"I thought of the three of us, the first two rounds, Adam played the best, and he was the one with the worst score," McIlroy said. "But that is just what a U.S. Open does to you."
Again, McIlroy never came close to winning. He finished 25th at the Masters this year and was coming off a 78 at the Memorial. He barely made the cut and finished 57th. Most notably, he quit in the middle of a round at the Honda Classic.
The 24-year-old from Northern Ireland believed, though, his game is rounding into form.
"I don't feel like my game is that far away," he said. "That's what I've been taking out of this week. It's a matter of trying to let it all click into place."
With his wedge as bent out of shape as his game, McIlroy finished with 13 clubs. It might not have mattered if he had 19.
The former world No. 1 again refused to blame his equipment switch for his season-long struggles.
"I sort of needed to play a little bit more," he said. "If I was to do it all over again, I would have done things slightly differently. But you learn from that and it's hopefully something I'll never have to do in my career again. So I don't mind taking three months to figure it out and go from there."
VOLUNTEER STRUCK: Luke Donald's errant tee shot on the third hole struck a volunteer in the elbow. Sara Clark, a standard bearer, was hit in the left elbow and knocked to the ground near the bunker. She needed an ice pack at the medical tent before she was released. Clark did not return to the course. The USGA said most standard bearers range from 14 to 21 years old.
Donald appeared visibly shook. He made bogey, and then followed that with two bogeys and a double bogey. He shot 42 on the back nine.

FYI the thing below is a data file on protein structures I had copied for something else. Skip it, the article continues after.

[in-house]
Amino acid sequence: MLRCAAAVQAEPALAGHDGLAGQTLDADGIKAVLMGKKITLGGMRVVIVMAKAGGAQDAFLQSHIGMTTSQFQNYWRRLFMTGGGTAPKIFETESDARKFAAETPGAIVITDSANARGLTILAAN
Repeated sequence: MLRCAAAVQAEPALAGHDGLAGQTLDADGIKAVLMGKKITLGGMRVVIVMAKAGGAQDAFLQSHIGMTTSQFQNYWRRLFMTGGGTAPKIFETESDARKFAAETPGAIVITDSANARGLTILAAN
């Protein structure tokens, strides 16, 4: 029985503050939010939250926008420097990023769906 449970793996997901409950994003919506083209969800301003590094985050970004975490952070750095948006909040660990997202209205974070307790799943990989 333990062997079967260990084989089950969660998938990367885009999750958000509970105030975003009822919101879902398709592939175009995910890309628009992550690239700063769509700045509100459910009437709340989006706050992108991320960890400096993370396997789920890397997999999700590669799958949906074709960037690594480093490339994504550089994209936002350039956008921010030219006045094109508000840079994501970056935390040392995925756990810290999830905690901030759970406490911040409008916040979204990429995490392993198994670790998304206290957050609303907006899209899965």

"She was in some pain and felt a little bit faint, and I felt a little bit faint, too, watching it," Donald said. "Unfortunately, you never like that to happen, and it was a very tough break for her."
MATSUYAMA QUALIFIES: Hideki Matsuyama of Japan finished at 7-over 267 and tied for the best round of the tournament with a closing 67. He tied for 10th in his first U.S Open, making him an automatic qualifier for next year. He qualified this year in the Japan sectional.
"It was a great experience for me to be able to play a course that was so difficult and the setting was very difficult, too," he said. "But to play well the final day has given me a lot of confidence and I'm looking forward to more experiences like this."
Matsuyama was a two-time winner of the Asia-Pacific Amateur and twice made the cut at the Masters as a teenager. He was No. 1 in the world amateur ranking when he turned pro in April. He already has two wins on the Japan Golf Tour, one as an amateur.
DIVOTS: Ernie Els cursed at a reporter to end his news conference. "I'm out of here," he said. ... Amateur Michael Kim faded hard Sunday with a 6-over 76 and was knocked off the final leaderboard. The 19-year-old Kim and his Merion caddie were fan favorites as they worked their way into contention. "I could have stared at that leaderboard for hours on end and wouldn't have stopped. It was pretty cool," he said. ... The 18th hole failed to have a birdie in the third and fourth rounds. "I really do believe it's the hardest hole we play in any U.S. Open," USGA executive director Mike Davis said.